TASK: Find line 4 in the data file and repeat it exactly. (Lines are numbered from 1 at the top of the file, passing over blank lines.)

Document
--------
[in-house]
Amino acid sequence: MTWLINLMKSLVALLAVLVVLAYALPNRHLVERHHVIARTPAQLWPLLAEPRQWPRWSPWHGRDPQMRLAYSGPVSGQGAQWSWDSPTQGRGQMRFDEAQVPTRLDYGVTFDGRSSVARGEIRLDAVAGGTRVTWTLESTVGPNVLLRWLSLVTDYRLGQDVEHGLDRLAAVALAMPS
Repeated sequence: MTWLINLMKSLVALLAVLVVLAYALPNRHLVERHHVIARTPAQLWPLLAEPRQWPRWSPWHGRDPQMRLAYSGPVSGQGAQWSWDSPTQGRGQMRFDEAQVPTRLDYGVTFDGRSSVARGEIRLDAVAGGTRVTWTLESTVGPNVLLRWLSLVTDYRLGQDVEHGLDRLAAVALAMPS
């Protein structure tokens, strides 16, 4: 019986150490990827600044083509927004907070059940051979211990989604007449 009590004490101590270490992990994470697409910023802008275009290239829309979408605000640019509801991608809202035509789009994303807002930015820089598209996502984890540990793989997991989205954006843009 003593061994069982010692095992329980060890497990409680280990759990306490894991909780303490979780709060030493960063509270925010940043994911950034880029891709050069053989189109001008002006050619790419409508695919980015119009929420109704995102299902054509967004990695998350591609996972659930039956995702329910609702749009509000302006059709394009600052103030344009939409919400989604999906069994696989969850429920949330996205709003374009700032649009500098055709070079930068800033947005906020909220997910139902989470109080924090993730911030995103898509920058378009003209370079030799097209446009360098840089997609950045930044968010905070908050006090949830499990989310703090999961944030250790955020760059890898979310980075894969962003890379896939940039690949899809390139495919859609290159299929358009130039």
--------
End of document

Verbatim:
């Protein structure tokens, strides 16, 4: 019986150490990827600044083509927004907070059940051979211990989604007449 009590004490101590270490992990994470697409910023802008275009290239829309979408605000640019509801991608809202035509789009994303807002930015820089598209996502984890540990793989997991989205954006843009 003593061994069982010692095992329980060890497990409680280990759990306490894991909780303490979780709060030493960063509270925010940043994911950034880029891709050069053989189109001008002006050619790419409508695919980015119009929420109704995102299902054509967004990695998350591609996972659930039956995702329910609702749009509000302006059709394009600052103030344009939409919400989604999906069994696989969850429920949330996205709003374009700032649009500098055709070079930068800033947005906020909220997910139902989470109080924090993730911030995103898509920058378009003209370079030799097209446009360098840089997609950045930044968010905070908050006090949830499990989310703090999961944030250790955020760059890898979310980075894969962003890379896939940039690949899809390139495919859609290159299929358009130039």